For more specialized goods there are various dedicated markets outside the main Makola market, such as a huge market dedicated to only selling used car parts. Booths staffed by independent entrepreneurs display heaps of parts, either sorted by make, or by functional parts. There are booths only selling used parts for Toyotas, Nissans, or Volkswagens, while other booths only sell mufflers, or brake pads. The parts have been salvaged from old cars and car wrecks. There are hundreds of small entrepreneurs, each displaying his wares – used car parts – in little stalls.

At first glance, it might be better for an aspiring vendor of parts to be the only vendor of its kind, getting all the business. But looking more deeply, it makes absolute sense for the vendors to swarm together at one location, such that a mechanic trying to locate a particular part for a repair has a much bigger chance of actually finding the part he is looking for. There are even specialized “finders”, that have memorized the inventory of the different used parts suppliers, who help the prospective buyer of a car part to locate the vendor who might have the particular part for sale – a human sort of search engine. What an amazing example of swarm creativity.

Tuesday, September 05, 2006

Accra's Makola Market - another example of self-organzation

While there are supermarkets in Western style in Accra where the tourist or expat from the Northern hemisphere can buy almost everything, this is not where Ghanese people shop for their food and other daily necessities. Rather, they go to the Makola market, which I found yet another amazing example of self-organization and swarm creativity.

The Makola market is not only at the heart of Accra, it literally is THE heart of Accra. Located in the middle of the town, it is the place for 90% of Accra’s inhabitants to buy all their goods for daily life. Other than submarines and aircraft carriers, there is very little that can not be bought at Makola market. There is no central control, each booth is operated by its owner. At the top of the range are the established stores, where a room facing the street has been converted into a market stand. At the other range of the spectrum, little vendors display their wares on a blanket on the sidewalk. Heaps of shoes, staples of fresh and dried fish, life chickens, rows and rows of vegetables, fruit, and other types of food, staples of school books, all sorts of cloths and fabrics, suitcases, and myriads other things form a chaotic composition of colors, smells, and textures, that overwhelms the tourist.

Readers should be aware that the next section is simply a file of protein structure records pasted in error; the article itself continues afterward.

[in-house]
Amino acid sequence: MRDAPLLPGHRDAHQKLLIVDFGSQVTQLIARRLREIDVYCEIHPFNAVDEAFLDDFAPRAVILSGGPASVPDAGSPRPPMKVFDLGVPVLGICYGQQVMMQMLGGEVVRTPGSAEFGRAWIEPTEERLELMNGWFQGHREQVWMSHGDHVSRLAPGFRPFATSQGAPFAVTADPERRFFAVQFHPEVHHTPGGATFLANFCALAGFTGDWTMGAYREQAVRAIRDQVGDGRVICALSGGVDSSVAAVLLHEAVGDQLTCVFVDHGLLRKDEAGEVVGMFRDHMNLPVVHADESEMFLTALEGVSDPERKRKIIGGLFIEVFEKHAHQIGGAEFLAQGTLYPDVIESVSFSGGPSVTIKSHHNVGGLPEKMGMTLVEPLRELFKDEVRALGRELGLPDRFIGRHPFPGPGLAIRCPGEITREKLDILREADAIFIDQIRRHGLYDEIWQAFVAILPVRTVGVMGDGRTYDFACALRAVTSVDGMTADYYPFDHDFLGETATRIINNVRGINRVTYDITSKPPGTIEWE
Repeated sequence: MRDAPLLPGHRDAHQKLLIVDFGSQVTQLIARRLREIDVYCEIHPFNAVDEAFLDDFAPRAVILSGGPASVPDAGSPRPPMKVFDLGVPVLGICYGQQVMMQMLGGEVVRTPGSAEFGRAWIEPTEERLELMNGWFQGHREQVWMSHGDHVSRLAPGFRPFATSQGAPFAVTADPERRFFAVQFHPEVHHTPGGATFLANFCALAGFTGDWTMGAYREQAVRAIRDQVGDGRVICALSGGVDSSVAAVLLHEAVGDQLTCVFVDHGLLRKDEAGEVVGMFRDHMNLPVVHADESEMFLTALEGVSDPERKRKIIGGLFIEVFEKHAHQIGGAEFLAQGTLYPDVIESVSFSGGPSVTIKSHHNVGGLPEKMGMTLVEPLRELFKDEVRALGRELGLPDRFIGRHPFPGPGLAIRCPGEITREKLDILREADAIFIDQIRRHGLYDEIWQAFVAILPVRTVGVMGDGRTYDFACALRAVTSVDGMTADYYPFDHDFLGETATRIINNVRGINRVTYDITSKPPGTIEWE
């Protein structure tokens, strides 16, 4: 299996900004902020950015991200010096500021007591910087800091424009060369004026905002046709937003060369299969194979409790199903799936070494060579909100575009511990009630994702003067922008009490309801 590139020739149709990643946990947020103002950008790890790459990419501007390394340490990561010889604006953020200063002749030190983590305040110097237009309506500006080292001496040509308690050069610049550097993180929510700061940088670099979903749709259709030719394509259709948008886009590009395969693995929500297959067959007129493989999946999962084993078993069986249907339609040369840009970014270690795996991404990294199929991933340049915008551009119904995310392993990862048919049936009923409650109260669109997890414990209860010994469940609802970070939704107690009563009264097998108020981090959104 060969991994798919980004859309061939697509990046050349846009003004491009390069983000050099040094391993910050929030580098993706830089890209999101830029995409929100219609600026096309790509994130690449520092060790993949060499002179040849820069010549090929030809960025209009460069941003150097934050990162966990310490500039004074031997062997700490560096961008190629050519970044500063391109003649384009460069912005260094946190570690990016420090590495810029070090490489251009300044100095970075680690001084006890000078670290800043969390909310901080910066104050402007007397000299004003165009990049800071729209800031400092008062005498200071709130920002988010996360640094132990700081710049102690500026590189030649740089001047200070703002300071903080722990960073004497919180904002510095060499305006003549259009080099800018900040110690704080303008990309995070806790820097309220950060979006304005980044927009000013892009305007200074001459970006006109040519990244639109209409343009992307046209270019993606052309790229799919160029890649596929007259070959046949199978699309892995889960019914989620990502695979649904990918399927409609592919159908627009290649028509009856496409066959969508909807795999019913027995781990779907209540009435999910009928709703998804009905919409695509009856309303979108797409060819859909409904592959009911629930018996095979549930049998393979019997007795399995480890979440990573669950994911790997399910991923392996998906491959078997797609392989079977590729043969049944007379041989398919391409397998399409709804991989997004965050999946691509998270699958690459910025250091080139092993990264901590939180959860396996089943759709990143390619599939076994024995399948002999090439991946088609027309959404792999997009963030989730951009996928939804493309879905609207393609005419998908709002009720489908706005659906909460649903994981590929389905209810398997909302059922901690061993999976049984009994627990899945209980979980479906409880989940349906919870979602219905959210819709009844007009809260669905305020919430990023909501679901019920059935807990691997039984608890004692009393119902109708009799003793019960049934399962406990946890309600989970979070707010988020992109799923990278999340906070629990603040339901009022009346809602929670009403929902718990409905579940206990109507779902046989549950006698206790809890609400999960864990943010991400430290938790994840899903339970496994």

For the expert visitor of the Makola market, though, it is actually quite easy to navigate the market. Each of the different types of goods and groceries occupies a distinct spot within the sprawling expanse. Vendors of vegetables, fruits, meat, or fish, but also of suitcases, clothes, shoes, or school books have their pre-allocated locations. Why is it, for example, that there is an entire road where there is one booth besides the other only selling suitcases?